Duran Duran’s Andy Taylor Opens Up on Breaking Away from the ’Pop Box’ and Changing His Approach to Songwriting

Andy Taylor, guitar player and one of the main writers for new wave stars Duran Duran, explained how he had to break away from his usual “pop box” when writing his own solo material. Speaking to Kyle Meredith, Taylor opened up on how he had to approach his songwriting changed when he got back to doing his solo stuff. In fact, as he explains, it’s pretty “lonely” to write music by yourself (transcribed by Killer Guitar Rigs):

“Writing stuff on your own — which I’ve done a lot — is really lonely. I need people in the room. And then I just thought about, ‘Well, who are the really good friends who you’d never really worked with?”

Andy Taylor - Man’s A Wolf To A Man (Official Lyric Video)

Adding how it’s good to “have a kindred spirit” with you when writing music, he also said it’s really productive to have someone giving you any form of criticism:

“You’ve got to be in the room with a person that can say that to you, and you don’t go, ‘Just shut up, don’t talk to me’. No, you can’t!”

Explaining how “you’ve got to set the table when you make a record,” Taylor added:

“I had spent all my life setting it for other people. And this is the first time I really set the table for myself and said, ‘Right, okay, this is how we’re going to do it. I’m the executive chef.'”

“But I need a load of great cooks to come in and work with me, and great skill which produces songs — cooks and musicians, producers and the executive chef — that kind of thing, and if you take that analogy of laying the table, I’ve laid the table for Rod [Stewart] I’ve laid the table, for Robert [Palmer, vocalist of The Power Station], for Simon [LeBon, vocalist of Duran Duran], for Gary Stringer [vocalist of Reef].”

Of course, Andy worked with a lot of great musicians over the years, not just Duran Duran. He was a writer and producer for the likes of Rod Stewart, Robert Palmer, Gary Stinger, and even his bandmate Simon LeBon. Reflecting on this work, he added how he never really did these things for himself:

“I’ve laid the table for a lot of people, but I’ve never really done it for myself where it was like, ‘It’s your menu, you’re not copying anyone, you’re not following a formula, we’re not trying to be like the restaurant at the road’, and it just allowed me to speak in a more honest way and not think about the hook line as something that would be phonetically catchy.”

Andy Taylor - Don't Let Me Die Young

And then he also addressed the so-called “pop box” he was confined in for so many years. For his 2023 album “Man’s a Wolf to Man,” he wanted to do a completely different approach, which was pretty rough to pull off. Nonetheless, he managed to do it:

“And recovering from the ‘pop box’, because — when you’re brought up that way for many years — it is a very tight space to be in. But I’ve learned so much along the way from so many great people — the Niles and Bernards [Nile Rodgers and Bernard Edwards, respectively the guitarist and bassist of Chic], and Rob Palmer was an amazing guy — that I’d sucked it all in and I’d never really used it on myself.”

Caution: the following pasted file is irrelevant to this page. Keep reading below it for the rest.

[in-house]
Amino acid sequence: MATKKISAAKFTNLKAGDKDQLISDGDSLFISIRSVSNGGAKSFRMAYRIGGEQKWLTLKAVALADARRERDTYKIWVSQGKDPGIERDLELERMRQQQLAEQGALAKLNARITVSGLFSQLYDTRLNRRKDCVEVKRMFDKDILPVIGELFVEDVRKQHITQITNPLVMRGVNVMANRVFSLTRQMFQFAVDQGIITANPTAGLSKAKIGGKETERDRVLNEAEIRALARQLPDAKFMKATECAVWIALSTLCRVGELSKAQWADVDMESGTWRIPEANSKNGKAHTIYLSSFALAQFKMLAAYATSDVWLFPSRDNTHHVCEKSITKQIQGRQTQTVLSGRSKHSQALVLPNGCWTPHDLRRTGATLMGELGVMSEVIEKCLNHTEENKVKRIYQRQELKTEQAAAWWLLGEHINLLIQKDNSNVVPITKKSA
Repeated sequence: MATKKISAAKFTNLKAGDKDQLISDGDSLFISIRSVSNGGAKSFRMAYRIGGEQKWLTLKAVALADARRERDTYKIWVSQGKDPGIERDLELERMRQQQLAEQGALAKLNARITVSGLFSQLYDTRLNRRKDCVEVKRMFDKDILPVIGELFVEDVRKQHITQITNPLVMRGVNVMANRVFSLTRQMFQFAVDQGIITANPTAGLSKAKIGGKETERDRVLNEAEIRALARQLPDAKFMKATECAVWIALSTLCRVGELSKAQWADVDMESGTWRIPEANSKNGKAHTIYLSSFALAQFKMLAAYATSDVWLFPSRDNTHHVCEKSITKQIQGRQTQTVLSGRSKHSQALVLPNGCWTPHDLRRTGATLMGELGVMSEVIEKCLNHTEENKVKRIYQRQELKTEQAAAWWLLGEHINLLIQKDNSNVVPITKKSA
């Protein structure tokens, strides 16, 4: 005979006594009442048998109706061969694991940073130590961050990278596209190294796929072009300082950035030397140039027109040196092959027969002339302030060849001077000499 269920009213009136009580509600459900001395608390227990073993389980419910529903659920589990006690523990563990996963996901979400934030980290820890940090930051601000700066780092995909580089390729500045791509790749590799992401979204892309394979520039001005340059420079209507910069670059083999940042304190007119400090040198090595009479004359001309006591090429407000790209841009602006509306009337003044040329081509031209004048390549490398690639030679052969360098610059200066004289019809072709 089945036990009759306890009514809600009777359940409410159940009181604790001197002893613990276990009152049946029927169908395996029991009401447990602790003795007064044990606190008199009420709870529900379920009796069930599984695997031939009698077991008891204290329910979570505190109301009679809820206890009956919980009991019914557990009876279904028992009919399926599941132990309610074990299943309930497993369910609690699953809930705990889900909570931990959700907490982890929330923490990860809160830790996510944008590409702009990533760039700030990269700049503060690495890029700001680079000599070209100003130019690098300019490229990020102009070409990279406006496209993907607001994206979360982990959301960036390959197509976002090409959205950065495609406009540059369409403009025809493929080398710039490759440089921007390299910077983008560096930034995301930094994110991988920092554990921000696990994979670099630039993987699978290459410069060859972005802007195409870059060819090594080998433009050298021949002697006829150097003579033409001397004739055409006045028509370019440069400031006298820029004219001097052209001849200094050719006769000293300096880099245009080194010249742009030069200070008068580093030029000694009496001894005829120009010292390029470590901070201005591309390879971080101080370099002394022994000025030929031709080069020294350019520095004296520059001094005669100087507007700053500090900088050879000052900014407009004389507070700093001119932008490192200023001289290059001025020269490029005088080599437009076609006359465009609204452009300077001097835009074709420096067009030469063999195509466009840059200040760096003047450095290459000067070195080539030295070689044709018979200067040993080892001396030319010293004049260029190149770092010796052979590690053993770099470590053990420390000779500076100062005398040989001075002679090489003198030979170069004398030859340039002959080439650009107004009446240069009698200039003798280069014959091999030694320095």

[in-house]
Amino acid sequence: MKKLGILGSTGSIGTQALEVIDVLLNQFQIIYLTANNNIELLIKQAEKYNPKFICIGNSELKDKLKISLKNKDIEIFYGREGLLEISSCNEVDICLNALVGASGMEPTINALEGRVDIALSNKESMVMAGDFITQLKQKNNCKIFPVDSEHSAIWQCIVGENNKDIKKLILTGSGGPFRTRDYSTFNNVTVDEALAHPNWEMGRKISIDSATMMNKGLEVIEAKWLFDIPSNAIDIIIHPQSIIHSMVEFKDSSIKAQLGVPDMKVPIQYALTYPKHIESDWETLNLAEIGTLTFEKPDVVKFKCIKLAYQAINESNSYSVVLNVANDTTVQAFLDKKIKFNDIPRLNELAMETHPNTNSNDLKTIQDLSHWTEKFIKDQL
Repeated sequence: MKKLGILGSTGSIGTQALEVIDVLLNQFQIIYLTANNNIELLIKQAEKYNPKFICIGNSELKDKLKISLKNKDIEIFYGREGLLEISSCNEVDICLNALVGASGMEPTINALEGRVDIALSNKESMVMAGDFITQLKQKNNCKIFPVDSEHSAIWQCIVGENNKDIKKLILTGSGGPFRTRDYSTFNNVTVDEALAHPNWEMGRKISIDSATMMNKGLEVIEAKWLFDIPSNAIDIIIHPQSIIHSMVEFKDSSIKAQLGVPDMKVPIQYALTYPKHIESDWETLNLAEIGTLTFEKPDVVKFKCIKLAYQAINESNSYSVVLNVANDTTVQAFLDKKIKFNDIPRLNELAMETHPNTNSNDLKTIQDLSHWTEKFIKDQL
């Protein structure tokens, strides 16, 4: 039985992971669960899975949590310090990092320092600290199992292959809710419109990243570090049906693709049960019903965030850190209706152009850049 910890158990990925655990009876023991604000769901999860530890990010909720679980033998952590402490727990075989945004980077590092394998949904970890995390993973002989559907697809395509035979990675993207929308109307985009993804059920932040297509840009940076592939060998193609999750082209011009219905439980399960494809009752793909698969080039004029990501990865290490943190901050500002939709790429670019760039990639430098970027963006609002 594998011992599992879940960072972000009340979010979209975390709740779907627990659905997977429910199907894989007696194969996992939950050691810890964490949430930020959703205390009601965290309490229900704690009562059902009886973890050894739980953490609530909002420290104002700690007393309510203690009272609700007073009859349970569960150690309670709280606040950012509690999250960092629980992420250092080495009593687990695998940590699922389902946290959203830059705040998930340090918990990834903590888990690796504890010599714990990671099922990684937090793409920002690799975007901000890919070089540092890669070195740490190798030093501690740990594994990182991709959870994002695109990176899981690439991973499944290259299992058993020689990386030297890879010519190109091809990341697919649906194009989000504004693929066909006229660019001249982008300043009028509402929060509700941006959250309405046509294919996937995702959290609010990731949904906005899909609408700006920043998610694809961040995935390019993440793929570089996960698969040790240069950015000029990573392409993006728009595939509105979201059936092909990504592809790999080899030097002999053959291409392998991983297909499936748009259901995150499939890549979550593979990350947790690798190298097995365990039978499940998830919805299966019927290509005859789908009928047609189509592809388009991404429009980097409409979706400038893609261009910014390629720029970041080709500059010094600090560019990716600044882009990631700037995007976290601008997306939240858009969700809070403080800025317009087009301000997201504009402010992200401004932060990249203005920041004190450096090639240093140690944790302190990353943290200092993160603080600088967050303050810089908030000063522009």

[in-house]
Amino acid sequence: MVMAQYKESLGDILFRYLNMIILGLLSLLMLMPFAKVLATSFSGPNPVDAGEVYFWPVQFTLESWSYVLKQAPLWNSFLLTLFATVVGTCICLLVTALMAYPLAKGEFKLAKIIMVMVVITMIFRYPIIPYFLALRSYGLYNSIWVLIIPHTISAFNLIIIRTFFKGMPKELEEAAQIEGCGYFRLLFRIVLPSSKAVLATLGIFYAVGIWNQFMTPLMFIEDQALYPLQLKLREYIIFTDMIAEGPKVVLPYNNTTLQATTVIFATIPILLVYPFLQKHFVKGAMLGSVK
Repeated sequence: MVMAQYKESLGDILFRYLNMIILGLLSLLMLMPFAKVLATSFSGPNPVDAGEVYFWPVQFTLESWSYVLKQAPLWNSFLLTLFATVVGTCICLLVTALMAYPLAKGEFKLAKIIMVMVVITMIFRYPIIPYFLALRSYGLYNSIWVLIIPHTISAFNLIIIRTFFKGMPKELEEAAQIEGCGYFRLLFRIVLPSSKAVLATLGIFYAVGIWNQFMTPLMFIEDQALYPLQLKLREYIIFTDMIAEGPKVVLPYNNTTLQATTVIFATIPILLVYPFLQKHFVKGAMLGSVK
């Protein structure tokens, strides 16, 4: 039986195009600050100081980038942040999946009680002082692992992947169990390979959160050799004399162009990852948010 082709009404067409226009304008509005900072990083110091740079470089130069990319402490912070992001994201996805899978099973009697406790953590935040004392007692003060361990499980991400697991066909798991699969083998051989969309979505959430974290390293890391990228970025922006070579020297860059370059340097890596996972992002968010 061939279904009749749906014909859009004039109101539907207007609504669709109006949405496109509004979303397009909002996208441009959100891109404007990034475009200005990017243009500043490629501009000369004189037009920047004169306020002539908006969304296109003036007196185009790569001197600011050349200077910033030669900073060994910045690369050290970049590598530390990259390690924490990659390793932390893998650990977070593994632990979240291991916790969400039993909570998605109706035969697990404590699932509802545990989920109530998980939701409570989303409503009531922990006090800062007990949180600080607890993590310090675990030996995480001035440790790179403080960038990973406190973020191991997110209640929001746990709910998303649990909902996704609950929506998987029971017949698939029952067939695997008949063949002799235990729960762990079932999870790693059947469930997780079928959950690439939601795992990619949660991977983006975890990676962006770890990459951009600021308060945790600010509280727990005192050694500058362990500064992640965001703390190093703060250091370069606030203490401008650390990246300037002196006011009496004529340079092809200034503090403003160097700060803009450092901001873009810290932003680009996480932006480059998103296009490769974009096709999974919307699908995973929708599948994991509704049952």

“I’d used all my skills and everything on other people, but I’d never really said, ‘Go on, be like that guy on the wall prints. Give it all to yourself for once, be greedy! Have it all!’ And then when you slip into it, you’re not being greedy, you’re just being kind to yourself, you’re being good to yourself, you’re getting the best out of yourself, you’re allowing yourself to open up in a way that may have been blocked before.”

Andy Taylor - I Might Lie

“And as you get a bit older, you don’t really give a shit. [Laughs] You know, you can, like, ‘Well, so what?’ [Laughs] I still have this. I don’t care how much dough you make. If it’s a crap album, I don’t want to do it.”

Elsewhere in the interview, Taylor also addressed how Duran Duran was kind of expected to do what they did in the 2000s. He got back in the lineup for 2004’s “Astronaut.” And, as he recalls, if it weren’t for these expectations, they would be doing some classic old-school rock stuff in the style of Pink Floyd:

“But really, if that expectation of what you should be doing in the early 2000s hadn’t been around, and we had not been trying to be recreated, we probably would have made records more akin to Pink Floyd.”

To explain this further, he also added that the band was supposed to be doing stuff like “Night Boat” and “New Religion” from the band’s first two records:

“I thought we should have gone more down the ‘Night Boat’, ‘New Religion’ side of the band. We had learned a lot by then, and all of us were very competent at what we did by the time we were in our 40s.”

“But for some reason, we thought we did. And I think there are so many great Duran Duran albums that were never made because of chasing hits. Wow, how many hits do you need before you know you’ve had a lot of hits? [Laughs]”

Reachin' Out To You

Photos: Public domain (Duran Duran 1983)

  • David Slavkovic

    David always planned for music to be nothing more than a hobby. However, after a short career as an agricultural engineer he ended up news editor at KillerGuitarRigs, senior editor at Ultimate-Guitar.com, as well as a freelance contributor to online magazines such as GuitaristNextdoor and brands like Sam Ash.

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